Reviewed by

Christopher Armstead

Madison (Layla Kayleigh) has a dream of being a recording artist, Marcus (Wallace Demarria) has the dream of becoming a renowned canvas artist. Thus the groundwork is laid for director Earnest Harris’ first feature film ‘A Simple Promise’, a sweet and affecting little independent love story about dreams deferred that largely rises above its lower budget roots to deliver a very touching, if not somewhat overly verbose tale of remembering what’s important.

Mary (Ella Joyce) is a down home salt of the earth style woman who runs a cozy little family operated greasy spoon that employs our would be recording diva as well as her best friend Shawn (Aikisha Holly). Everyday at around the same time Marcus comes in the bistro and sits in Shawn’s booth ordering only toast, coffee and a water with lemon, and pretty much stays there like the whole day sketching various his drawings. Shawn, being one who seems to appreciate the finer things in life, has very little love for the starving artist since his daily fifty cent tips aren’t exactly fattening her bottom line. One fateful day Shawn passes Marcus and his water with lemon ordering self off on Madison, and a budding romance is born.

Pretty as she is, Madison does have some issues she is dealing with such as the strained relationship she has with her mother, and she also has a drunken and abusive ex-boyfriend in Chuck (Glenn Mac) who still has that lovin’ feeling and believes quite strongly that they should still be together. Unfortunately for Chuck, he let these emotions get the best of him one day at the diner in the presence of Marcus, and though Marcus might look a little on the soft side, he handled his business in putting Chuck down, further cementing a spot in Madison’s heart as this budding relationship begins to bloom.

Well these krazy kids were doing what they do and apparently weren’t taking proper precautions which leads to a family way situation. Krazy irresponsible kids. Madison is none to happy about this because raising babies and Diva perusing don’t go together all that well but Marcus guarantees her that everything will be all right as he does the proper thing by making Madison an honest woman and bringing their daughter Alexis into the world. The years pass, Alexis grows, as kids tend to do, and our young couple is still grinding away towards their goals, though they believe in their hearts that it’s simply of matter of when and not if, prompting the pair to make a promise to each other. As it turns out it was a matter of when and not if for both Marcus and Madison that puts this promise the test in the here and now, and especially in the years to come as our characters learn about perspective, real love, loss and sacrifice.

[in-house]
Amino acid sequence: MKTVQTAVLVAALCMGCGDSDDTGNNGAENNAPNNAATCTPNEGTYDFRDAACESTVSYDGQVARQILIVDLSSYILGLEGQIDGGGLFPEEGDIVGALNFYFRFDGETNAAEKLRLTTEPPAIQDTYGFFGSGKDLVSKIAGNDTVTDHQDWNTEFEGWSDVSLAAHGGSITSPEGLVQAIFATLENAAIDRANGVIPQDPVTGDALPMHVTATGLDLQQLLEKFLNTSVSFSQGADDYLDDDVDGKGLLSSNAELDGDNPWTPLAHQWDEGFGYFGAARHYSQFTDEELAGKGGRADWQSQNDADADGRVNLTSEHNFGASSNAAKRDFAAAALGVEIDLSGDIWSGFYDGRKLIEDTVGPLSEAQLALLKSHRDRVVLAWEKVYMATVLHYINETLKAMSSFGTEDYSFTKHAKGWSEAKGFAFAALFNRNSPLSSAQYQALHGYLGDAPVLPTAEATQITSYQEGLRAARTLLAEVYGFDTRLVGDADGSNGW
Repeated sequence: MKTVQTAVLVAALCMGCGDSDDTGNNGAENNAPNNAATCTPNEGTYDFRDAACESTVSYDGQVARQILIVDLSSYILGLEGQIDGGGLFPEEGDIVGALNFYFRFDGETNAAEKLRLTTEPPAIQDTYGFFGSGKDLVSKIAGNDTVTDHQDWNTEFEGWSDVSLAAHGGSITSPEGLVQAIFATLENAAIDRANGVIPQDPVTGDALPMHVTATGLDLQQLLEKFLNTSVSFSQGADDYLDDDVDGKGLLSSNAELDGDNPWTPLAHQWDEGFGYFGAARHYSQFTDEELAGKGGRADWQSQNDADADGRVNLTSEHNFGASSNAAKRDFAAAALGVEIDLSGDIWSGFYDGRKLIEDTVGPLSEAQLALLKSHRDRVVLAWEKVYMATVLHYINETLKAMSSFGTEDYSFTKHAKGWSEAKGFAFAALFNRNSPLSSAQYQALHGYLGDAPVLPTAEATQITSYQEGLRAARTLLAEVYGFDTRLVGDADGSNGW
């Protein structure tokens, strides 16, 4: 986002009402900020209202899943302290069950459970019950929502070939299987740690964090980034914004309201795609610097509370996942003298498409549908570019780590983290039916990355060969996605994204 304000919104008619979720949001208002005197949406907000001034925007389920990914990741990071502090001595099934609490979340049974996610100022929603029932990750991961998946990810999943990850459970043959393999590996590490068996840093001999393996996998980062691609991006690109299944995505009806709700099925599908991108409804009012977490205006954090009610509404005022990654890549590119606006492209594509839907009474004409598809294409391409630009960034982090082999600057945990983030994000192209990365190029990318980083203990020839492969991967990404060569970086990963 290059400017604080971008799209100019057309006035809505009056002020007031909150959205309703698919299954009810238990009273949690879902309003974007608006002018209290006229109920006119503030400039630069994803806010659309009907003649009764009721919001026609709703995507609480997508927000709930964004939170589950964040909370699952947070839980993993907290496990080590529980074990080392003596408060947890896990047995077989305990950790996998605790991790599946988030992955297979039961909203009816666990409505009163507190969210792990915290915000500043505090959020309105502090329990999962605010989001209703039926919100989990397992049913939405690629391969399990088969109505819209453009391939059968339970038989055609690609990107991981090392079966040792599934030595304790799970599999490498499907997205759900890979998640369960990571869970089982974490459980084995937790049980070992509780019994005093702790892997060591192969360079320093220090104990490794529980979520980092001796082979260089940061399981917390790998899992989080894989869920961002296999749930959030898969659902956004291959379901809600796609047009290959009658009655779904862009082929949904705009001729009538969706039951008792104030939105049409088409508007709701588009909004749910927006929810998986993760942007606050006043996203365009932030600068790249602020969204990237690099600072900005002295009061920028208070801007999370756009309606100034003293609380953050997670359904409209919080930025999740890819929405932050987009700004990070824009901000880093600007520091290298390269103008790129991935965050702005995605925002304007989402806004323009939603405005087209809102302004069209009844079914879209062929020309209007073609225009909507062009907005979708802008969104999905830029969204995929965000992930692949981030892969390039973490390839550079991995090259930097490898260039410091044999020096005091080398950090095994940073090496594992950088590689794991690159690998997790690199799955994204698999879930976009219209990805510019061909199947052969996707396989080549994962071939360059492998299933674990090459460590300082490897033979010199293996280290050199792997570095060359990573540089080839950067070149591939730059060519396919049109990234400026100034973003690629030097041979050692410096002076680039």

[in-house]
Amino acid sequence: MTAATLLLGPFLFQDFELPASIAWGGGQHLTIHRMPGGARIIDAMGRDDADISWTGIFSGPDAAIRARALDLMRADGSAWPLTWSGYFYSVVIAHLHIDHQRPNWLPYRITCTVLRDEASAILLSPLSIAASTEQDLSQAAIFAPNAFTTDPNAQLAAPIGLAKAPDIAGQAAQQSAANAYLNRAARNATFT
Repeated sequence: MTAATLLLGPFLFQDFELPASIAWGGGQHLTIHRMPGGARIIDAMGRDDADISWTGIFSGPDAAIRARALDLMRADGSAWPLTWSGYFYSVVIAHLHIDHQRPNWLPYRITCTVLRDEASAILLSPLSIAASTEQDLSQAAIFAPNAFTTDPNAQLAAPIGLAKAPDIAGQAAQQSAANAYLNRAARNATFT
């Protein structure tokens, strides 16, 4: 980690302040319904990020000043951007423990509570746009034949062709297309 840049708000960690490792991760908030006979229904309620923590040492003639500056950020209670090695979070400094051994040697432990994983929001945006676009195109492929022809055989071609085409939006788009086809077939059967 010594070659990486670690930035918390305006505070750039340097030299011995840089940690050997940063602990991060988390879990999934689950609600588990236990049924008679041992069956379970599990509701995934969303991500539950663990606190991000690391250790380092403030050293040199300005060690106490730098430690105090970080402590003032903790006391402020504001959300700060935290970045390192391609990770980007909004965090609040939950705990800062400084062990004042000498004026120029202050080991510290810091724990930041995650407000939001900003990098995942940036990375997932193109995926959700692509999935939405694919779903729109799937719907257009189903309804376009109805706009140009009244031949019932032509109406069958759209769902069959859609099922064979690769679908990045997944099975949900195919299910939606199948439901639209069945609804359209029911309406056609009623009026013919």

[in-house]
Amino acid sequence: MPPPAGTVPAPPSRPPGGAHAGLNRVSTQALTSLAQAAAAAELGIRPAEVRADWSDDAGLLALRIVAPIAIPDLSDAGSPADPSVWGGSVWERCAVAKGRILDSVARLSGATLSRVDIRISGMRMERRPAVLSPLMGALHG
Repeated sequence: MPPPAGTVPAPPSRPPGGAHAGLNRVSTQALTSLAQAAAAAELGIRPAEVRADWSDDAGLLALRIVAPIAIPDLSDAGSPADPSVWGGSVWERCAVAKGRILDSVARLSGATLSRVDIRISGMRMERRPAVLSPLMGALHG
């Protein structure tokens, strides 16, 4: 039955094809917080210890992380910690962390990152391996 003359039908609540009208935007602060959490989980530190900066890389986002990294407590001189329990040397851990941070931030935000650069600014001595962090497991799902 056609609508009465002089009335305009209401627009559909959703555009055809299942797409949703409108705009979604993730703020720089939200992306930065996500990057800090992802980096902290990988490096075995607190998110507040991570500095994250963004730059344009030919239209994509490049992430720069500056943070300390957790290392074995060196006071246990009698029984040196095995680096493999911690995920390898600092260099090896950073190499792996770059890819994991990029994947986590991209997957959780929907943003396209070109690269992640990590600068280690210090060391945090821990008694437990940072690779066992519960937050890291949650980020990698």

There a couple of things that work in the favor of ‘A Simple Promise’ with the first being that it is a film with a great heart and second being that it is a film with an equally important message. The execution of this message was suspect at times but the message was a positive one and overrode any issues I might have subsequently had with the film. The narrative that surrounds the film probably isn’t all that terribly original as we have seen similar stories in movies like ‘Mahagony’ and ‘Sparkle’ and I will admit I am dating myself by bringing up these ancient movies, but hell, we all should know by now that ‘success is nothing without someone you love to share it with’, right? This is the underlying theme of the film with actor Wallace Demarria giving a very sturdy and earnest performance as the loving husband and father who is willing to sacrifice everything for the love of his family, with sold supporting work turned in by Aikisha Holly and the always excellent Ella Joyce, as well as Selwyn Ward who was very good as Wallace’s friend Terrance. Layla Kayleigh, who is about as hot they come by the way, seemed to struggle a bit early on with some of her characters complex emotions, considering that her character had the greater emotional terrain to traverse of all the characters in the movie, but to the actresses benefit, her performance improved considerably as the film went on. Whether she got a firmer grip and a better understanding of character or not, I don’t know, but by the time the closing credits rolls the audience should feels some real emotion for the character of Madison.

Earnest Harris directs his film well but I did feel that it was a little too talky at points which affected the pacing of the movie and made it feel longer than it actually was. Some of the situations within narrative were a bit of stretch and forced you to swallow a couple of events that seemed highly unlikely. There were a couple technical glitches in the film that were distracting though overall the film did look and sound very professional. Another problem I had was with some of the language in the movie. Lord knows I have some nerve telling folks that they shouldn’t curse, but for a movie that had the look and feel of a spiritual family film, the filmmakers probably should have chosen to excise the profanity from this thing because it felt out of place, but then that’s just my opinion.

‘A Simple Promise’ as solidly produced, well directed, well acted independent feature that has good heart and an interesting, if somewhat derivative story to tell. Maybe a bit too melodramatic for my personal tastes, but still well worth checking out.

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